Economy

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Poverty data from the Hellenic Statistical Authority (ELSTAT) illustrate the timeless significance of pensions when it comes to containing poverty risk in Greece, and the protection of sorts they provide for pensioners when compared with other social groups such as the unemployed or women.

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At an internal meeting in April, the new head of China’s banking regulator said he would resign “if the banking industry becomes a complete mess”. On Friday Guo Shuqing and colleagues at the China Banking Regulatory Commission were working to ensure that they had not just created exactly that.

News that the CBRC was assessing banks’ exposure to five companies, including four of the country’s most aggressive overseas investors, triggered a sell-off in their stocks and bonds on Thursday.

The situation appeared to have stabilised on Friday. Shares in one of the affected companies, Wanda Group’s Shenzhen-listed film studio unit, rose 3.6 per cent after three large shareholders said they would boost their holdings.

China’s central bank has been trying this year to discourage risky borrowing by tightening conditions in short-term money markets while leaving benchmark interest rates untouched. The result has been a rare “inversion” in Chinese sovereign bond yields, with one-year and five-year bond yields now higher than those for 10-year debt.

“The CBRC action will cause turmoil in an already difficult market environment,” said Thilo Hanemann at the Rhodium Group, which has closely tracked the surge in outbound Chinese M&A activity over the past two years.

“The regulators have been moving very fast to identify risks,” said a person close to Chinese policymakers. “But they sometimes move without being fully aware of the consequences of their action.”

The CBRC’s move is the latest gust in what domestic media have labelled a “regulatory windstorm” in which eight policy documents have been issued since February, aimed primarily at discouraging leveraged investment in the bond market.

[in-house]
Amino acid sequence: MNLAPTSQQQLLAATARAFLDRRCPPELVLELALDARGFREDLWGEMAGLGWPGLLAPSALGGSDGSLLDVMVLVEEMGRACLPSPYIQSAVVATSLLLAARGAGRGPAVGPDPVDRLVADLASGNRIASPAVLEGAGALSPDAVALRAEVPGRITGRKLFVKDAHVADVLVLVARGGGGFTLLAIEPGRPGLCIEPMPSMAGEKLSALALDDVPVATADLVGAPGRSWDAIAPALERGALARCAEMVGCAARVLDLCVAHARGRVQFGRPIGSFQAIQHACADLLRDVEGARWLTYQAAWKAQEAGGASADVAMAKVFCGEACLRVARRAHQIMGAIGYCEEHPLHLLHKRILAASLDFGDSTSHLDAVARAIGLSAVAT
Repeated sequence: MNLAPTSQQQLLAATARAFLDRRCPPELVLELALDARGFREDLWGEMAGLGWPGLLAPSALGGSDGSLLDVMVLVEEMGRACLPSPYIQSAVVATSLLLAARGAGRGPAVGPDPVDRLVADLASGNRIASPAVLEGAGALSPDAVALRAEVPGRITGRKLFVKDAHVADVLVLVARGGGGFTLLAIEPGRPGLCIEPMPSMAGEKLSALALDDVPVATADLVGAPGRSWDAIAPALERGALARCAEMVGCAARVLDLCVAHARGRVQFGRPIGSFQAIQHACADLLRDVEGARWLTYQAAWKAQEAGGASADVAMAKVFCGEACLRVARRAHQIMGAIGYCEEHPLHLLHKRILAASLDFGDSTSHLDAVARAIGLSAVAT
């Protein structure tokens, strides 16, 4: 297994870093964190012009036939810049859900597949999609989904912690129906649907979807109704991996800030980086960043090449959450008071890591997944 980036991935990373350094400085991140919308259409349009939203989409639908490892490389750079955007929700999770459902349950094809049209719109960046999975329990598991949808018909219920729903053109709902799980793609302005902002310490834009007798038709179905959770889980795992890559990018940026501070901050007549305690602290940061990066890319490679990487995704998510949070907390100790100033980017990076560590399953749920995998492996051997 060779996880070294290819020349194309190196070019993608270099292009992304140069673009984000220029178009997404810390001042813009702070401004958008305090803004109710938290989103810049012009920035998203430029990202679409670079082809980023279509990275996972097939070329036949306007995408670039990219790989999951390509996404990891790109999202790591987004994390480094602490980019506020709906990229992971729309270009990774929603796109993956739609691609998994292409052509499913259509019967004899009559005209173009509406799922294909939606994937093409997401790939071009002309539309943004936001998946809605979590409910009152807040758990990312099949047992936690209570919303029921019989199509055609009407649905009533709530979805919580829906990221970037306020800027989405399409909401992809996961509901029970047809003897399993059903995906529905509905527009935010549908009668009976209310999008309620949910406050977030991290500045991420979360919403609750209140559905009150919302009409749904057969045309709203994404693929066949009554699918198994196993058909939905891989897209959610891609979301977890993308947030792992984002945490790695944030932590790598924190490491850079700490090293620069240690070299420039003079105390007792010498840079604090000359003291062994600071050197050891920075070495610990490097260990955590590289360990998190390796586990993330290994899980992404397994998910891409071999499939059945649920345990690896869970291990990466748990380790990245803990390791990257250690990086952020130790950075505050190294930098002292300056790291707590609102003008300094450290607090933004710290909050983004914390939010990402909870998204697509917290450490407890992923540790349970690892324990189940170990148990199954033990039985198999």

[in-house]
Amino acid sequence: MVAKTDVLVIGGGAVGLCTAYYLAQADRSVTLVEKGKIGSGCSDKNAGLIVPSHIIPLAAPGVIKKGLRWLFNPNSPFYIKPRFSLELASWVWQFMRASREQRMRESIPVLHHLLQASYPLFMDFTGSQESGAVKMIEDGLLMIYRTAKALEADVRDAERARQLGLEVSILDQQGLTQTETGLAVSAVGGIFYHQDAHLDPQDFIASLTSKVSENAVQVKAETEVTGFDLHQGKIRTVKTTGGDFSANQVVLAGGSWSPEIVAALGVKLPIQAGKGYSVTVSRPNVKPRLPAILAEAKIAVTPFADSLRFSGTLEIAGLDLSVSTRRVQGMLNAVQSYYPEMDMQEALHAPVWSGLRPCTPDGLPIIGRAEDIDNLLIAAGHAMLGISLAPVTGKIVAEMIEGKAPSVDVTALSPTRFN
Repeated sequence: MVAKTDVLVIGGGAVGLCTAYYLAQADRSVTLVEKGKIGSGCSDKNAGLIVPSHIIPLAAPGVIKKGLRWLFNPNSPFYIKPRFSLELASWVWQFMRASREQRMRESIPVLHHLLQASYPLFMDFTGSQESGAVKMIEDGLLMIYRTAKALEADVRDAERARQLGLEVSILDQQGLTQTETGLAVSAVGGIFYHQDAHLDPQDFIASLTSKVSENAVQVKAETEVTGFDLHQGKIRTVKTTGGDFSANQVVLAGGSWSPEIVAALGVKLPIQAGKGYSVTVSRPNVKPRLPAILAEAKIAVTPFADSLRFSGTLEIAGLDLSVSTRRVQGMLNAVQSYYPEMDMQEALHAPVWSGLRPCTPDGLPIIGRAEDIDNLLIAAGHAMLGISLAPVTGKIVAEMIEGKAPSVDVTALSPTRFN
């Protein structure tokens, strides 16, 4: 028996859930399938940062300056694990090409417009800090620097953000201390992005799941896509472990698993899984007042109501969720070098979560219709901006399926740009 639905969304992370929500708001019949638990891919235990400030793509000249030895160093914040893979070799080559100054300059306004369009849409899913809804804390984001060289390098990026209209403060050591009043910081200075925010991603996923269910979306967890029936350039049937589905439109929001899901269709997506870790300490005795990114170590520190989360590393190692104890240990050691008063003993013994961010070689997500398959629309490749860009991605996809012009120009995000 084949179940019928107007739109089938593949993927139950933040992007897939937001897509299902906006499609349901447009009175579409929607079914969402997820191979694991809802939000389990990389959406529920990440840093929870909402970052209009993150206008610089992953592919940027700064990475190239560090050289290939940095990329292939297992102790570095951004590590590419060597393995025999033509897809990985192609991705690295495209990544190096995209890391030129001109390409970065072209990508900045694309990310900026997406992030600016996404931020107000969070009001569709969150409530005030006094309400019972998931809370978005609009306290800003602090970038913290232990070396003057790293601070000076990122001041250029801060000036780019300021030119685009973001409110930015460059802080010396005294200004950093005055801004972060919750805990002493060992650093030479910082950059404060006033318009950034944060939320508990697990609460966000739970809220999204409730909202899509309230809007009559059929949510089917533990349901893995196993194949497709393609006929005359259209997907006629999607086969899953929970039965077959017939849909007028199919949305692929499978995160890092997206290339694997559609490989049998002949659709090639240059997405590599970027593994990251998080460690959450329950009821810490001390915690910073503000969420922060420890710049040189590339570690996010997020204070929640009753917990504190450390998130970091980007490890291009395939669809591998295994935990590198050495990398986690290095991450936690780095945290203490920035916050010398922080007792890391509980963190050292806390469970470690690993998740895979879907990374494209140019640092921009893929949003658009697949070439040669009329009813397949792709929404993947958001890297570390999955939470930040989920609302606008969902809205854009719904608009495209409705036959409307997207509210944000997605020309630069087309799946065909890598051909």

The People’s Bank of China kicked off a clampdown on outbound investment in February by tightening approvals of overseas acquisitions and other capital outflows. The securities regulator then promised to crack down on “barbarians” who were borrowing heavily to amass stakes in listed companies. The insurance regulator banned a prominent executive from the industry after his business allegedly provided false data and misused funds.

Mr Guo, 61, is a highly regarded technocrat who has spent his career alternating between senior financial and regional positions, the most recent of which was governor of Shandong, one of China’s largest industrial provinces. He is also regarded as a possible successor to Zhou Xiaochuan, the long-serving head of China’s central bank.

Bankers believe he is keen to make his mark and has a powerful bureaucracy at his disposal. “CBRC officials can be extremely hands-on,” said a former executive at a mid-sized Chinese lender. “They attended all of our quarterly meetings. They didn’t have a vote, but they were there and from time to time they were talking.”

One Chinese official who works on financial policy issues said the CBRC directive to the banks financing Anbang, Fosun, HNA Group and Wanda — which together accounted for more than $55bn of China’s outbound acquisitions over recent years — “came directly from the top”.

The official added that “it’s connected to all the other crackdowns we have seen recently, like the ones at the insurance regulator and in the securities sector”. The CBRC is also asking banks about their dealings with an investment vehicle used to purchase AC Milan, the Italian football club.

Xiang Junbo, former head of the China Insurance Regulatory Commission, was detained in April for alleged corruption. Mr Xiang has been temporarily replaced by the head of the regulator’s internal “discipline inspection” commission, which reports to the ruling Communist party’s corruption watchdog.

Yang Guoying, a researcher at the China Finance Think Tank, argues that the CBRC’s review of heavily leveraged companies’ overseas acquisitions is “a very normal risk control measure”.

“If the sources of their funds are domestic but the assets are overseas, this creates risk that can’t be totally controlled,” Mr Yang said.

Richard Xu, equity analyst at Morgan Stanley, said the longer-term impact of what is essentially a fact-finding mission will depend on what action it takes, if any, after its review of the banks’ dealings with Anbang, Fosun, HNA Group and Wanda.